Sometimes the hardest thing about being Secretary of State is managing relations with 191 other countries across the globe. And sometimes it's just making nice with three or four of your colleagues in the Cabinet. Colin Powell once told his British counterpart, Jack Straw, that intramural squabbling in Washington kept him from traveling. Every time he stepped onto an airplane to fly overseas, Powell said, someone in Washington stuck a knife in his back.
A shiv in the ribs is one worry Condoleezza Rice doesn't have. As she flew across Asia last week in her latest overseas trip, holding private meetings with leaders of six nations and appearing almost everywhere on TV, it was clear that in two months in office, Rice has consolidated her power as the chief exponent of the Administration's foreign policy, a perch bolstered by her exceptionally tight relationship with George W. Bush. Rice and Bush are closer than any other President and Secretary of State since Bush 41 and James Baker did their memorable duet 16 years ago. And Rice and Bush may have an advantage over that team: unlike Baker, Rice doesn't have to worry about becoming bigger and more popular than her boss. She already is.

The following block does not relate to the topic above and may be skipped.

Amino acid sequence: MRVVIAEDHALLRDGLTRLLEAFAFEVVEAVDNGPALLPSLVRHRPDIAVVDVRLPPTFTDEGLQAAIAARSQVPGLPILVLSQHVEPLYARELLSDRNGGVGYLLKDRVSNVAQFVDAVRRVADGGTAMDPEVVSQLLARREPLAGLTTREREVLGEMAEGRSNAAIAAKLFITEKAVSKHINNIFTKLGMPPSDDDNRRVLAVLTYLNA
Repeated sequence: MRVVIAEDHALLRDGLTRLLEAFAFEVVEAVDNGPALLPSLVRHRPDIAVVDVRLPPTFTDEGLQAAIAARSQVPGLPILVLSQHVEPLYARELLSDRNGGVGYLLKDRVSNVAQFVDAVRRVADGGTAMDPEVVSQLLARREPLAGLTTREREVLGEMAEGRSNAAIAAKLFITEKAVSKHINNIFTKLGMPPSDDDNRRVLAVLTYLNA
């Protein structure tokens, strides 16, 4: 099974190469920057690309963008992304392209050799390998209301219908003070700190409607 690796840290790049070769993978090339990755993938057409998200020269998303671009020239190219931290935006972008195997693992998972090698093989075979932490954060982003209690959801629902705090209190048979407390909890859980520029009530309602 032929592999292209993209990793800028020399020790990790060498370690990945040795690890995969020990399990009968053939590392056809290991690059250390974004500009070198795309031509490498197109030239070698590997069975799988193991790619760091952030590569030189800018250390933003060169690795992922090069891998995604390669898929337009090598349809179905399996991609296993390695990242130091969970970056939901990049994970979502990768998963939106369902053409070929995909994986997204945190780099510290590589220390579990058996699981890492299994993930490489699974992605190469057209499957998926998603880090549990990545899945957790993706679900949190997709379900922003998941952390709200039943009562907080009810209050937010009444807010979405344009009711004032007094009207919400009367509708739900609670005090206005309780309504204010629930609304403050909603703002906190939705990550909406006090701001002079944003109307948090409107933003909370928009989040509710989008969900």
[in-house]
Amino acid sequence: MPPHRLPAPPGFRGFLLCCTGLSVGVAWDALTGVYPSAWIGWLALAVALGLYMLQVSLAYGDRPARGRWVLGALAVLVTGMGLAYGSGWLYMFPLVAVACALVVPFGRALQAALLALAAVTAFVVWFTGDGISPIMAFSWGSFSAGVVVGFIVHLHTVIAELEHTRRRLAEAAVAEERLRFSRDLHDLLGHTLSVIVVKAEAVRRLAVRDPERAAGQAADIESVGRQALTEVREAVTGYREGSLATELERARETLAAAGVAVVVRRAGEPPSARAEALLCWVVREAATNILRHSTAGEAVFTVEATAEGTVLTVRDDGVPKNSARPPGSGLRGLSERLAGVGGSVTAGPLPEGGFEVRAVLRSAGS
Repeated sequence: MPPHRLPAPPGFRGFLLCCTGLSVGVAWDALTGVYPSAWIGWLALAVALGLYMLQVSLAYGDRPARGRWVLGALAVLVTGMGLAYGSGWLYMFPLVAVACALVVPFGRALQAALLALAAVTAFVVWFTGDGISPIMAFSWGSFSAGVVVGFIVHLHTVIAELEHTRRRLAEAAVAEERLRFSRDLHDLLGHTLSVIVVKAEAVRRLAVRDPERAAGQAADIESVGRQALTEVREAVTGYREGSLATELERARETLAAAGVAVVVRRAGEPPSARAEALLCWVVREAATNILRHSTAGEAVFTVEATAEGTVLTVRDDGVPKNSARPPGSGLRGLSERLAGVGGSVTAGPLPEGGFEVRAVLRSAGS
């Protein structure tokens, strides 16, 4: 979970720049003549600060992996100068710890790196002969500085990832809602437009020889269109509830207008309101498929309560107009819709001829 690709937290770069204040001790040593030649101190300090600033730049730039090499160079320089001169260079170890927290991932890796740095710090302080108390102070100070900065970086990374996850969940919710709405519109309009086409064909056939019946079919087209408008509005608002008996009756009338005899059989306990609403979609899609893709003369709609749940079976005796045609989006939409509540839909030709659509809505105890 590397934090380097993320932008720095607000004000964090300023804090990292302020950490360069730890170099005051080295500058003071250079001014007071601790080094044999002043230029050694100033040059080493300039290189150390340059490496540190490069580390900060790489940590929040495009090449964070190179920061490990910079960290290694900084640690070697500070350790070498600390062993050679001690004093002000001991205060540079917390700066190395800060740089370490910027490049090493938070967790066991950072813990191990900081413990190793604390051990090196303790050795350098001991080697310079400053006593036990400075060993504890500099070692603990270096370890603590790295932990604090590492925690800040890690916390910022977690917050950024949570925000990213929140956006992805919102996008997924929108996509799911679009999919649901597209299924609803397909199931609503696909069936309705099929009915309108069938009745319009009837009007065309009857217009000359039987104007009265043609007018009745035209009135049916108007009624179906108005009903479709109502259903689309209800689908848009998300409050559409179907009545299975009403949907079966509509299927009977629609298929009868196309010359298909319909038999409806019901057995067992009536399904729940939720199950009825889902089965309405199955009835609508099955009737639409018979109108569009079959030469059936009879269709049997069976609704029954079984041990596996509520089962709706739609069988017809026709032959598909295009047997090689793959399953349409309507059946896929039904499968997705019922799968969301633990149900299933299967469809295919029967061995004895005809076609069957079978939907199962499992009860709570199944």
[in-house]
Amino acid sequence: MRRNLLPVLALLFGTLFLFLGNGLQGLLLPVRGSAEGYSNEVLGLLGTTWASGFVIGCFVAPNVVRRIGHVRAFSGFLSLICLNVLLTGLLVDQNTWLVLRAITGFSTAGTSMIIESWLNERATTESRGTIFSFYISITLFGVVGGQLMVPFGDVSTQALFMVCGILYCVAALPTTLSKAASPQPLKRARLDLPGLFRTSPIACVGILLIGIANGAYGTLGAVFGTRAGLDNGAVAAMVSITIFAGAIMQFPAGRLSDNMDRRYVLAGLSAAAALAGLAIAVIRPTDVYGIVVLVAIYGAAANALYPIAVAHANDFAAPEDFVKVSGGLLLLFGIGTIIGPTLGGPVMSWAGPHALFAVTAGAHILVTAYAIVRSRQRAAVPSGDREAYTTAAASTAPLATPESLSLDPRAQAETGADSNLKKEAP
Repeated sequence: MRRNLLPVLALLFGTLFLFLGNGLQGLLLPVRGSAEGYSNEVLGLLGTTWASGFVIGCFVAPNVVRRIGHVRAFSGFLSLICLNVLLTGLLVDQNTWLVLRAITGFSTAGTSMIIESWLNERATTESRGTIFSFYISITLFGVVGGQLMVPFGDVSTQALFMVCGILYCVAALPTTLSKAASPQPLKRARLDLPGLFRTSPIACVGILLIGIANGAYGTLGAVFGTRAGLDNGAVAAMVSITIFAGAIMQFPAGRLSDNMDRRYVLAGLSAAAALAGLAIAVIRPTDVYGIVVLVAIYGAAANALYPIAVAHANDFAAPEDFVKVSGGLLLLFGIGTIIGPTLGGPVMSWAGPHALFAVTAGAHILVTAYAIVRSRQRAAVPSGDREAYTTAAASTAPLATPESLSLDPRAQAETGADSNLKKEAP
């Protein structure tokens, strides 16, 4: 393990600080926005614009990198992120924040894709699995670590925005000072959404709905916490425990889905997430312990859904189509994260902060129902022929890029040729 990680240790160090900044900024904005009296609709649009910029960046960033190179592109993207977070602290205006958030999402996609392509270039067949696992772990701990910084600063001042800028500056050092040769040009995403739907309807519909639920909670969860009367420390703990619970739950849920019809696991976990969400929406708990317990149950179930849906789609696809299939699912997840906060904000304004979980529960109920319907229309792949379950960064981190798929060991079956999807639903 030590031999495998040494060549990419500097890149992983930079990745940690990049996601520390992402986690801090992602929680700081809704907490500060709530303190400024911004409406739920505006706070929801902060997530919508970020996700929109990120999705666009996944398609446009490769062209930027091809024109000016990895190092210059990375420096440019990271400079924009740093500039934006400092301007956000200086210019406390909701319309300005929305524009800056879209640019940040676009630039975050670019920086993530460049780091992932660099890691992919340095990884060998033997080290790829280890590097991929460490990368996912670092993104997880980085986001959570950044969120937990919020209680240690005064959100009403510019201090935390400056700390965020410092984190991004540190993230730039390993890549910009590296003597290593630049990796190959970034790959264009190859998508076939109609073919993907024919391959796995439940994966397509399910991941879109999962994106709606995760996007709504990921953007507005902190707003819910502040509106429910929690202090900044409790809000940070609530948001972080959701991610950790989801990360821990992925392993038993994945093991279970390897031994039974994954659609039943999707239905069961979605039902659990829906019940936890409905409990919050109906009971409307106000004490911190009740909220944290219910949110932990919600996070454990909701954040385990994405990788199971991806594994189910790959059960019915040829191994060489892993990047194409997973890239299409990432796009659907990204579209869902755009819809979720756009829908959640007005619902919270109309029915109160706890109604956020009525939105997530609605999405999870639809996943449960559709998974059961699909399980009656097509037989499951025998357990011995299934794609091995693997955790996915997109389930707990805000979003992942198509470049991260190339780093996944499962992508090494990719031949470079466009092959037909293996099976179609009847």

In Asia last week, she garnered big headlines and huge photos by saying and doing perfectly ordinary things. She schmoozed election workers in Kabul, did the normal round of interviews on local TV and flung herself into a bear hug with Hawaiian-born sumo superstar Konishiki in Tokyo. Reporters from Washington to New Delhi pressed her on whether she would run for President in 2008. Her reply: a not-quite-Shermanesque no. "She brings the spotlight with her wherever she goes," an aide says.
Around the globe, diplomats are busy comparing notes on what they see--and they aren't talking about her stiletto boots. To some, Condi's rise augurs a return to a more pragmatic U.S. diplomacy for an Administration exhausted by war, occupation and ideological infighting. That perception was given a boost last week by Bush's announcement that Deputy Defense Secretary Paul Wolfowitz, the chief architect of the war in Iraq, would leave the Pentagon to take over as head of the World Bank--another sign that Rice and her realist deputies have gained the upper hand over their neoconservative rivals at the Defense Department. In policy, too, the Administration has shown a new willingness to work with allies, most recently by signing on to European efforts to negotiate an end to Iran's nuclear program. Says a French diplomat: "We have heard things and seen things that were unthinkable a month ago, and she's part of it."